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Book Review: Conversations With Mr. Prain by Joan Taylor

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First ignored, when published in 2006, by the critics, what Taylor has crafted here is at least a minor classic. Perhaps a major classic. Parallels will be drawn with John Fowles works, particularly “The Magus” but there is nothing of the supernatural here. Nothing of the deep drama with Gothic touches. Instead, the story is told much more directly, if intricately. Only Stella’s artistic daydreaming and explorations of her own worth makes the novel more than a straight narrative. Taylor writes in an original and engaging way and has a finely crafted plot that is very easy to be absorbed into. Conversations With Mr. Prain is very modern while still remaining familiar. The author knows her characters well, even though they are extremes on a scale and her use of literary symbolic metaphor is marvelous. This is a work told on many levels, both in its crafting and its subject matter, and a tale that the reader will revisit again and again and find new elements of attractions.

About The Dirty Lowdown

I was born in Pomona, California at a very young age. I had a pretty normal childhood…or I was a pretty normal child hood if mom is telling the story. I was a paperboy and washed cars. I was a soda fountain jock-jerk and a manic mechanic but my first real job was as a labor organizer in a maternity ward. Then, because of the misjudgment of a judge I spent nearly 10 years in the service of our country mostly on KP duty. Our country sure turns out a lot of dirty dishes. I am a past master at pots and pans. They eventually recognized my real talent and let me wander around some very unfriendly places carrying a big radio that didn’t work. Along the way I took up the bass guitar, jotting down stories, electronic engineering and earned a degree in advanced criminal activities. I spent most of my adult life, if you can call it that, working in the I.T. industry, which I was particularly suited for since we worked in rooms with no windows. On and off I taught in colleges, universities and reform schools as a student teacher… I like smog, traffic, kinky people, car trouble, noisy neighbors, and crowded seedy bars where I have been known to quote Raymond Chandler as pickup lines. I have always been a voracious reader, everything from the classics, to popular fiction, history to science but I have a special place in my heart for crime fiction, especially hard-boiled detective fiction and noir. I write a book and music review blog for all genres at The Dirty Lowdown. And another dedicated to Crime Fiction and all things Noir called Crimeways. It’s named after the magazine that appeared in the Kenneth Fearing classic, The Big Clock. There I write scholarly reviews of the classic hard boiled, noir and crime fiction books from the 20's through today. Mostly I drool over the salacious pictures on the covers. I also write for Tecnorati/BlogCritics where i am part of a sinister cabal of superior writers.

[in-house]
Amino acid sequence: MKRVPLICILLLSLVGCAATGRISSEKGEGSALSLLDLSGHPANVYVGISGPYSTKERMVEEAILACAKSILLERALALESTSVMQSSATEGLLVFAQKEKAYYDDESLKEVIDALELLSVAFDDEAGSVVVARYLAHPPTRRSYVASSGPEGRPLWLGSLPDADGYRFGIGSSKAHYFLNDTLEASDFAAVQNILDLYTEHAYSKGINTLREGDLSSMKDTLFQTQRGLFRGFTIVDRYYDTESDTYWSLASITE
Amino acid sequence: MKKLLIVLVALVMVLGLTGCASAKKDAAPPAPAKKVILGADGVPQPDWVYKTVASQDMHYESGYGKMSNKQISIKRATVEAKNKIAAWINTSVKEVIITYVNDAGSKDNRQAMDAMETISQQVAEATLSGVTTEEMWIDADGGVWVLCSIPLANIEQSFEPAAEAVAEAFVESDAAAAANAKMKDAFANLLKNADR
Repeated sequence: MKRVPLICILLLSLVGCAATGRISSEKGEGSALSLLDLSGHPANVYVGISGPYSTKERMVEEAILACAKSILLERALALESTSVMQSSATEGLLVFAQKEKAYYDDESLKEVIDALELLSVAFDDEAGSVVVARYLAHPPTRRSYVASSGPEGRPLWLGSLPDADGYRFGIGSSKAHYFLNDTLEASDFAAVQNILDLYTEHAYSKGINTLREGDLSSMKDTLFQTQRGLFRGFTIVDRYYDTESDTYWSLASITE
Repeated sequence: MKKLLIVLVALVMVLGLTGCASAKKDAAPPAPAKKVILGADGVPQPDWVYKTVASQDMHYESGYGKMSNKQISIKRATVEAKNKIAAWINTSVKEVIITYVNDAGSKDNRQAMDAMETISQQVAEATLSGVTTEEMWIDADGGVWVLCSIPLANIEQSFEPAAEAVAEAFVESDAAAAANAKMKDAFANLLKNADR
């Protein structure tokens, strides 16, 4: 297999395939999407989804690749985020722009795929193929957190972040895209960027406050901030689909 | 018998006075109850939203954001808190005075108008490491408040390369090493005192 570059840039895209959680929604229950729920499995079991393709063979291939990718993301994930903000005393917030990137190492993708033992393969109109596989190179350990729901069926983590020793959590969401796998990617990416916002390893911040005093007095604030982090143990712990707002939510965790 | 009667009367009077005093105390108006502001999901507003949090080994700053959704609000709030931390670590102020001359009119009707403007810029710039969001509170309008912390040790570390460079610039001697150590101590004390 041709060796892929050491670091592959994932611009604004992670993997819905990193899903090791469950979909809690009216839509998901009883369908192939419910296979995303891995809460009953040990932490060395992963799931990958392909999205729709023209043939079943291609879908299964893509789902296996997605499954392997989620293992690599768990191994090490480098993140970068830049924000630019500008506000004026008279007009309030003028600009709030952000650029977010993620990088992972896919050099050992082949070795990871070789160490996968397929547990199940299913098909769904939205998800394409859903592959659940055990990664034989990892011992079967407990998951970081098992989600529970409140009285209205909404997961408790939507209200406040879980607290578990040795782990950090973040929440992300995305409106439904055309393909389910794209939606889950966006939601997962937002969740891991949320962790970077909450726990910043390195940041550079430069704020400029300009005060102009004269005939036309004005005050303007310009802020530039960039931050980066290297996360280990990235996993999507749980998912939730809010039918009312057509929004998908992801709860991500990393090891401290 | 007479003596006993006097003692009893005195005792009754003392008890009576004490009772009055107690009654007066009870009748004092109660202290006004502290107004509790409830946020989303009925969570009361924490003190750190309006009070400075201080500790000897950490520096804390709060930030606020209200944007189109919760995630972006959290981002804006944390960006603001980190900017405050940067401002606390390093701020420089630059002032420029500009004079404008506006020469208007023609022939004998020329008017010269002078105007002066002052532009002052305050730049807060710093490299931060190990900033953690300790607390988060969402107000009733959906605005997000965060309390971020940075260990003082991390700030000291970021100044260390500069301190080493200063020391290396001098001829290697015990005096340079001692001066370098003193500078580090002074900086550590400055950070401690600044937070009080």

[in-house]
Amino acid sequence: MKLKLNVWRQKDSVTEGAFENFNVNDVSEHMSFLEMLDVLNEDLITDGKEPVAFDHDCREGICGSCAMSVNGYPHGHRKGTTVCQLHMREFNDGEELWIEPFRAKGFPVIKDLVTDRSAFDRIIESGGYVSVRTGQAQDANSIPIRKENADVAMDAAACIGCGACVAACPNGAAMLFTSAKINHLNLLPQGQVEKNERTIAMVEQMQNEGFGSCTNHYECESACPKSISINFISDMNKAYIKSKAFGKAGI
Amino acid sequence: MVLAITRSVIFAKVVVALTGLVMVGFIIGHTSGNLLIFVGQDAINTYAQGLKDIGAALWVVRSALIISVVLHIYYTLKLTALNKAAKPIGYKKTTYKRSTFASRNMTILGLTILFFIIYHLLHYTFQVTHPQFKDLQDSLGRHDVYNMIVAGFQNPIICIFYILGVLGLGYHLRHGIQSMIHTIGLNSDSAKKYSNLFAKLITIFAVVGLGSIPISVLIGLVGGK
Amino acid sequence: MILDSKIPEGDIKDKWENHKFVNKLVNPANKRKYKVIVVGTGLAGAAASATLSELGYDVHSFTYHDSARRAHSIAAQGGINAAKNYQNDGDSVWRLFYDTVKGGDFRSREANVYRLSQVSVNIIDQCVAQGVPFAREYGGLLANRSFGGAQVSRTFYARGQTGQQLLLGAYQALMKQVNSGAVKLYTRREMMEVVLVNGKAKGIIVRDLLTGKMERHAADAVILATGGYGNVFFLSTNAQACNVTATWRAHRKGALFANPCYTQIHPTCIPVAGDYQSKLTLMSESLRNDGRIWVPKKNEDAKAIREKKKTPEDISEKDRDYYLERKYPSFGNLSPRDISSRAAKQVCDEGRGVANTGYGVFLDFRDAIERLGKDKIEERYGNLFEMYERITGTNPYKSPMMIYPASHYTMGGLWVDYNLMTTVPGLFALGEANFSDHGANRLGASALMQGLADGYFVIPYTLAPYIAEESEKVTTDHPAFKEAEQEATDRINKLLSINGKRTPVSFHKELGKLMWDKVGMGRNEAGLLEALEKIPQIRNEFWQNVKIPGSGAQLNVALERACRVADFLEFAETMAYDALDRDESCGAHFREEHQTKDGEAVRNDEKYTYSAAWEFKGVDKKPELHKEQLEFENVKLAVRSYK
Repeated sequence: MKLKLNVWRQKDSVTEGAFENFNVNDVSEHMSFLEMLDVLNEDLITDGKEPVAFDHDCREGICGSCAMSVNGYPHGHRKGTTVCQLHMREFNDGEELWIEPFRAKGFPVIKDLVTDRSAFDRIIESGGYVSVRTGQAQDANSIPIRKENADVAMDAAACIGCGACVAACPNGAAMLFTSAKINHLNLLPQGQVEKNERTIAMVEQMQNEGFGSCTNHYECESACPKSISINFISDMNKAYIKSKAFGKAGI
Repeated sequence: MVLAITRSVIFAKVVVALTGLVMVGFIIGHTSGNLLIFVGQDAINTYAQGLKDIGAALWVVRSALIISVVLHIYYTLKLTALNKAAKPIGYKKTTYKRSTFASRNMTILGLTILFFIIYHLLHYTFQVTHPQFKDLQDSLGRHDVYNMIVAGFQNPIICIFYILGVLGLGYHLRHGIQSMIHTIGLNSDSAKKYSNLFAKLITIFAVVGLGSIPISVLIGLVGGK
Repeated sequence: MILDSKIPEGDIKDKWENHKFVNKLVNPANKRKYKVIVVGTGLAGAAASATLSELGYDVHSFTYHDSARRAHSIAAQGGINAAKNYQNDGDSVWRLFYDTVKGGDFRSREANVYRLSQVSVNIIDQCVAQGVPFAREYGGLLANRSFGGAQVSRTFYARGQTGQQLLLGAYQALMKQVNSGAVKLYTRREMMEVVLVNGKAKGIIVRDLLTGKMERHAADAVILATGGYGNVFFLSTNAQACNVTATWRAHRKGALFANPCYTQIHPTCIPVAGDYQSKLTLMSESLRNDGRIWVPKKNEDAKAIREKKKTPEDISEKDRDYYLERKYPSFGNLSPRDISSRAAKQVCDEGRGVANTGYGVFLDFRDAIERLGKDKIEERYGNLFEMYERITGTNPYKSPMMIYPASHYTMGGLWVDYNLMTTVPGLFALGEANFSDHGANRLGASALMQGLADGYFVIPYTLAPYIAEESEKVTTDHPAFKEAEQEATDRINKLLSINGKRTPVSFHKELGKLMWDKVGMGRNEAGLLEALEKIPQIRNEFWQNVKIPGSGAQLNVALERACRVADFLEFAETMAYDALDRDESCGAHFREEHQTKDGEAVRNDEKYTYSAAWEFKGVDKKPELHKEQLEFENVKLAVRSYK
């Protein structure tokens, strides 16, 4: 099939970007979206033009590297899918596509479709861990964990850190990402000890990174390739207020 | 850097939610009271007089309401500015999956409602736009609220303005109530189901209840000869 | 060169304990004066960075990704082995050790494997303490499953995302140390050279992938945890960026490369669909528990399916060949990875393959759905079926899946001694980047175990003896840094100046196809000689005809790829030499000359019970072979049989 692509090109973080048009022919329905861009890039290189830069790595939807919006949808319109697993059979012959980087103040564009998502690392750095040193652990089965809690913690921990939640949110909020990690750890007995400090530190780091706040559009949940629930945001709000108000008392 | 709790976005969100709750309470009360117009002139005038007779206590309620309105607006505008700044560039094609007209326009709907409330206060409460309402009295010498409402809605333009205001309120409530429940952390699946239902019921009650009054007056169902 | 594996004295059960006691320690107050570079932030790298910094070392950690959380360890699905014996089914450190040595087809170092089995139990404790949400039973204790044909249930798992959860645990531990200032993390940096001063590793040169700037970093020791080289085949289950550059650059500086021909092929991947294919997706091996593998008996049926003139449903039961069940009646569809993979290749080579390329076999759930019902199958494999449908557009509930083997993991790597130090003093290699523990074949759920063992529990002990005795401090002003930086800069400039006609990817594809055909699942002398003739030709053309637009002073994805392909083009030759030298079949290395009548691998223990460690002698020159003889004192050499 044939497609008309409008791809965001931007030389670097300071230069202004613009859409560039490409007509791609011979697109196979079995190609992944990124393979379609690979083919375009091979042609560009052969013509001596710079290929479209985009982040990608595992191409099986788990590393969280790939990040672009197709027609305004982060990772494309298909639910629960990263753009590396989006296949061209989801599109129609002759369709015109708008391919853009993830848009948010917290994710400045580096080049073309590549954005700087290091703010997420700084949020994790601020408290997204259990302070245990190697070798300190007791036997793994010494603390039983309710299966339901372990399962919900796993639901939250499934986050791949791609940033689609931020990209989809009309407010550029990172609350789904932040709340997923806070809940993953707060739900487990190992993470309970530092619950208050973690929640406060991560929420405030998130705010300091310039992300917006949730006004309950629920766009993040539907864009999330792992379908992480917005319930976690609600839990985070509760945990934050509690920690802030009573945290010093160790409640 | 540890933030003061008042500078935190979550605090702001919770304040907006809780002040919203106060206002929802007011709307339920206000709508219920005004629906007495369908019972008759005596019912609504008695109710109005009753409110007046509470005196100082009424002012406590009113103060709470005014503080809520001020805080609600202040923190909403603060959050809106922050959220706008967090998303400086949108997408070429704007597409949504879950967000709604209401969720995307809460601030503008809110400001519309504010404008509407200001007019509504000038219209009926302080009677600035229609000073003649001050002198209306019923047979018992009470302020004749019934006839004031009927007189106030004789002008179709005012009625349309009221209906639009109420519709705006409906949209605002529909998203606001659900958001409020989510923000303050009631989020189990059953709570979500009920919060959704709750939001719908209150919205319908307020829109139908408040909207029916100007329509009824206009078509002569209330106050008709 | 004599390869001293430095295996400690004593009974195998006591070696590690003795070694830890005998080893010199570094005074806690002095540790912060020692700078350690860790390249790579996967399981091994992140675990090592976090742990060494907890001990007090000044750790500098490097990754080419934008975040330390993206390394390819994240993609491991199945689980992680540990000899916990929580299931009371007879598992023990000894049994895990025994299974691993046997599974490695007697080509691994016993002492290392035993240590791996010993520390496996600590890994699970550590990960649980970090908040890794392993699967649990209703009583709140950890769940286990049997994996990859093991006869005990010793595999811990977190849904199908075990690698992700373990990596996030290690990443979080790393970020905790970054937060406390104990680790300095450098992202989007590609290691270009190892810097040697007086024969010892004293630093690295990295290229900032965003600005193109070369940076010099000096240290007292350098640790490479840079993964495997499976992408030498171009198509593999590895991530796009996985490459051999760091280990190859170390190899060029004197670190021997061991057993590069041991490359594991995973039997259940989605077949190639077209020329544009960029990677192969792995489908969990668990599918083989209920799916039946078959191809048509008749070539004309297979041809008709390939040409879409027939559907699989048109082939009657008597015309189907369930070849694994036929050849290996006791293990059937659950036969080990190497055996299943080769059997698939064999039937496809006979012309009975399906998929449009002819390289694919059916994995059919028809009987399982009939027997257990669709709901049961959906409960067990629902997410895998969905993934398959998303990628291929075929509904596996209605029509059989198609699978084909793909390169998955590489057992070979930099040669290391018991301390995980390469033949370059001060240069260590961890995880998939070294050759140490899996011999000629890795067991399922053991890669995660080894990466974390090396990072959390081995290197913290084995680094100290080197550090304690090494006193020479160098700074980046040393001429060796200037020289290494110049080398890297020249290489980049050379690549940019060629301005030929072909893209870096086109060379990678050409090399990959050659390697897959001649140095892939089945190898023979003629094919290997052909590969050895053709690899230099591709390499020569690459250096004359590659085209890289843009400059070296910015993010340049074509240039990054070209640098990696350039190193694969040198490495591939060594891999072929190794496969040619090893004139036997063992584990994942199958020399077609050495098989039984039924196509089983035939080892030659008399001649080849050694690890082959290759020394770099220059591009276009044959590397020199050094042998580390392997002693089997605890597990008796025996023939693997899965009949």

• Paul De Lancey

    Great, interesting, useful review.